The reason is because these grad students and adjunct faculty cost less than those “high profile” professors your kids are supposed to be taking classes from. The average teaching assistant at Yale earns $20,000.

2. They’re Crazy Expensive

Top Tier schools are insanely expensive. Harvard just raised its tuition to over $50,000 per year, which means it’s completely out of reach for low to middle-income families unless a scholarship is awarded. Most Top Tier schools now have yearly tuitions pushing the $40,000 to $50,000 per year mark. I mean, that’s more than many people’s annual income.

According to the Economist, tuition is currently rising at (at least) twice the rate of inflation. If you didn’t get a full scholarship or you don’t come from a wealthy family, either you or your parents are going to leave school crippled with debt that is going to take years to pay off. How much debt? Well, it’s going to vary pretty widely. But Consumerism Commentary ran the numbers and figured students leaving 4-year private universities had an average of $33,000 in debt.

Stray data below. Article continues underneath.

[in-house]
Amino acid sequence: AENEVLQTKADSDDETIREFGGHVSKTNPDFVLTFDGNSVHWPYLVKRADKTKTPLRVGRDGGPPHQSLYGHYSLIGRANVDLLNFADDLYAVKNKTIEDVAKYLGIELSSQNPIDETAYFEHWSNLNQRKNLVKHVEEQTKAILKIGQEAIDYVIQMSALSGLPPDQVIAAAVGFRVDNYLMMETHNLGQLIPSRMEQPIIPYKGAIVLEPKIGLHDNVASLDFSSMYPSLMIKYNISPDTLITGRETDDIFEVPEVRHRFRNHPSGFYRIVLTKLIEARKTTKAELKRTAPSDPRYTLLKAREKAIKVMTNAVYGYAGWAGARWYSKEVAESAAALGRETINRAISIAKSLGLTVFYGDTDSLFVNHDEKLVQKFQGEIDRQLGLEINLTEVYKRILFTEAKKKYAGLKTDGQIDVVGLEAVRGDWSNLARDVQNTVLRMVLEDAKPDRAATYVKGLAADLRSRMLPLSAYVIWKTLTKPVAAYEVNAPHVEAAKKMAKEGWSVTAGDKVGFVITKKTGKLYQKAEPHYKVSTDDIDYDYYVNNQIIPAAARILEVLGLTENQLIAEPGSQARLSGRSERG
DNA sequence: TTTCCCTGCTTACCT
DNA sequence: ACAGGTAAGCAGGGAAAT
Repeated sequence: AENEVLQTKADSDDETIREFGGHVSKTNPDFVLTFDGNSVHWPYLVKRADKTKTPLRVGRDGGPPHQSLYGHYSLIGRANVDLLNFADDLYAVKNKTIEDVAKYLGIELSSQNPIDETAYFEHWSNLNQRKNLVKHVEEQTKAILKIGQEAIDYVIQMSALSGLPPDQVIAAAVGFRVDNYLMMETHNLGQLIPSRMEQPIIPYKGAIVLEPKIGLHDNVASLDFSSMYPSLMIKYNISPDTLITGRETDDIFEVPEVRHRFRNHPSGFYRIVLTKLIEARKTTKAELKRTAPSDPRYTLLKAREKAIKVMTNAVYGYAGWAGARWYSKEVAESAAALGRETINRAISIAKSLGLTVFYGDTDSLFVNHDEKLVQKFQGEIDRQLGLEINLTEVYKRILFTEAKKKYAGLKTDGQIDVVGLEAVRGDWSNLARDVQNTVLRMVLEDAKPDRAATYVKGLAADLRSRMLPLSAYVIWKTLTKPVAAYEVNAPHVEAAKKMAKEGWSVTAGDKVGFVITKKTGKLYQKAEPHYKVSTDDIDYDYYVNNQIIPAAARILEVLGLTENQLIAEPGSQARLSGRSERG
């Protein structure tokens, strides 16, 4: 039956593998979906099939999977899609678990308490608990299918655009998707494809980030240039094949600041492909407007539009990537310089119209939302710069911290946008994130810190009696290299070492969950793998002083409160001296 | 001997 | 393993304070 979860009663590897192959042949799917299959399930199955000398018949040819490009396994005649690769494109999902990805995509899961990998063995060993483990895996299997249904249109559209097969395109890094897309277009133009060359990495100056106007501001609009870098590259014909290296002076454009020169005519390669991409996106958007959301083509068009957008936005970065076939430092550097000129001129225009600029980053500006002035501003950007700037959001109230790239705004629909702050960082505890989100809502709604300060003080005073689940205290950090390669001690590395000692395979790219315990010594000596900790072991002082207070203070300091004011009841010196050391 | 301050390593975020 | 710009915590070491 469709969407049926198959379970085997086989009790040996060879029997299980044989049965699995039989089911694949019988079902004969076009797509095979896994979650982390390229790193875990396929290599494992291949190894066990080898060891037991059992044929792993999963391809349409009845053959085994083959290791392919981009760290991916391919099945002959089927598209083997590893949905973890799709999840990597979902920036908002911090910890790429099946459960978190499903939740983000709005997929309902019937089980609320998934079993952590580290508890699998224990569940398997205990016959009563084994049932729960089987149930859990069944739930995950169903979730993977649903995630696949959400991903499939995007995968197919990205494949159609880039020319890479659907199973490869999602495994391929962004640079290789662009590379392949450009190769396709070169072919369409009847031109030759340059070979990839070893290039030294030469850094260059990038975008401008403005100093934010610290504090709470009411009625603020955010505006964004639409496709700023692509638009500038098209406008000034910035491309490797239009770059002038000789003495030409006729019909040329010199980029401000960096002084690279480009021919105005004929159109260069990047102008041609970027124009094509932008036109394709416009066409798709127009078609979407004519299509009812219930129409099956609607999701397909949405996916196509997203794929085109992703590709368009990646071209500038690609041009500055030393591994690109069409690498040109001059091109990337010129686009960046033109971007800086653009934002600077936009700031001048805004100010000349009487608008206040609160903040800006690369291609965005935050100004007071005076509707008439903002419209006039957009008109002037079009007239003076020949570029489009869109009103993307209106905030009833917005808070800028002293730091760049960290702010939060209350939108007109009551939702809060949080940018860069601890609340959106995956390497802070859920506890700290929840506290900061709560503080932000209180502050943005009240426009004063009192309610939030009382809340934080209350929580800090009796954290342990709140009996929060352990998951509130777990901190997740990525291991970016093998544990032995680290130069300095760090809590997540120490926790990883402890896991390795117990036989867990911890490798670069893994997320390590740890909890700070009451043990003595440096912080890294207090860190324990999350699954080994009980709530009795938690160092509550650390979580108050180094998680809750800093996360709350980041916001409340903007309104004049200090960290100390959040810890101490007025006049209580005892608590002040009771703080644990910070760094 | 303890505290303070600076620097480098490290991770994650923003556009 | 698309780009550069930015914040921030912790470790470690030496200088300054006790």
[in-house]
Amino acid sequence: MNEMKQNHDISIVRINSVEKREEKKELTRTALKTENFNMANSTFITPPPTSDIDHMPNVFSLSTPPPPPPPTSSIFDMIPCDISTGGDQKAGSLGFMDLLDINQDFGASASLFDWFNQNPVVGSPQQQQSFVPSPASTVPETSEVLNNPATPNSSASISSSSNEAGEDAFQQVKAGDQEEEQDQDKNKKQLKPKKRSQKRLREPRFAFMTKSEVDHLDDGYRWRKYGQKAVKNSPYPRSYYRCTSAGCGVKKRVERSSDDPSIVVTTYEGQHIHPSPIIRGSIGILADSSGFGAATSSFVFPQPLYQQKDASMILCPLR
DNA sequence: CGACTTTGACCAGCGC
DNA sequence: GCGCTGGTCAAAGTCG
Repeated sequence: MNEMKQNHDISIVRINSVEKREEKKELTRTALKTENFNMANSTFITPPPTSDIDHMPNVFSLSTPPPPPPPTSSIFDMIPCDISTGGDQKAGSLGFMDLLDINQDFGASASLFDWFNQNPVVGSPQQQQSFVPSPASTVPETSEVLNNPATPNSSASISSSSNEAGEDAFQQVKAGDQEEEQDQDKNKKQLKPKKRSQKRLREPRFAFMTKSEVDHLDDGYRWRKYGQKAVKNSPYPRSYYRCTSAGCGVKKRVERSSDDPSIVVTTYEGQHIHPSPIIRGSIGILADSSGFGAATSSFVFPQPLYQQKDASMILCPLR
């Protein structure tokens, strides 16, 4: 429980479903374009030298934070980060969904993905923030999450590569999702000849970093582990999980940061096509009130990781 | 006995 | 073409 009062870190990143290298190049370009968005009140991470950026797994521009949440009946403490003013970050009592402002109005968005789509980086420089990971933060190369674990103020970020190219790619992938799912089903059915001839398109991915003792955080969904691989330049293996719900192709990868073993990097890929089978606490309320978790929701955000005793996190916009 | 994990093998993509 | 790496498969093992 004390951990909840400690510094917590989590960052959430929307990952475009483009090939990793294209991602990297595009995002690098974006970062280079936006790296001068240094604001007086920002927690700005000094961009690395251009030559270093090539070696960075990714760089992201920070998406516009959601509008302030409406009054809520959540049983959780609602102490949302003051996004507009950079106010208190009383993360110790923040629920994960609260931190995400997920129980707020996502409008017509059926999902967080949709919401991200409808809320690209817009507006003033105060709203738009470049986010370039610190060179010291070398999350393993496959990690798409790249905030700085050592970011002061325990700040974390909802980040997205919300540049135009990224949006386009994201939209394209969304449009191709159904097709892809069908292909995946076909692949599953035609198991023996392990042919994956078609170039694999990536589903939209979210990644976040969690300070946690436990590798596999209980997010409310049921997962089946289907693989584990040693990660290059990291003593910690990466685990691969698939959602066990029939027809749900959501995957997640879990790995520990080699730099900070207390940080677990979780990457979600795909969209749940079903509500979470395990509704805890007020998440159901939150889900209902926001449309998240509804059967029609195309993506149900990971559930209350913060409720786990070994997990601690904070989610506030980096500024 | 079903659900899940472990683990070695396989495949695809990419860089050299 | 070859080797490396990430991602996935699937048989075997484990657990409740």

But, you might ask, do you earn more when you graduate from these top colleges? Does it even out?

I couldn’t find numbers that dealt with Top Tier schools specifically. But I did find some handy numbers over at MSN Money.

They worked it out, and figured that investing in an Associate Degree in engineering or computers had the biggest payoff. You’re paying around $2,500 for that degree. And yet you’ll earn, over a high school graduate, $116,000 more.

Yeah, that’s a good investment.

3. You’re Getting Less

The Economist article states that most schools raised their tuition an average of 6.5% last year. Yet, students aren’t getting 6.5% more services or teacher face time. Chances are, they’re getting less since most states have had to slash their higher ed budgets.

Last Word…

I know this is probably going to be a contentious issue for many people. And of course, whether or not Top Tier schools are worth it is going to largely be based on your own backgrounds and beliefs, which is just as it should be.

Here’s my two cents.

I think higher education is an incredible experience for people both young and old. But I don’t think its greatest value lies in walking away with a degree. I think it’s far more valuable to learn how to think creatively on your feet, how to keep an open mind, how to work hard for something you want and how to communicate with a diverse group of people. These are the lessons I found most valuable when I went to school.

Most of the successful people I know or have read about didn’t even finish college. Greats like Bill Gates, Steve Jobs, Mark Zuckerberg (inventor of Facebook) and Richard Branson were all dropouts.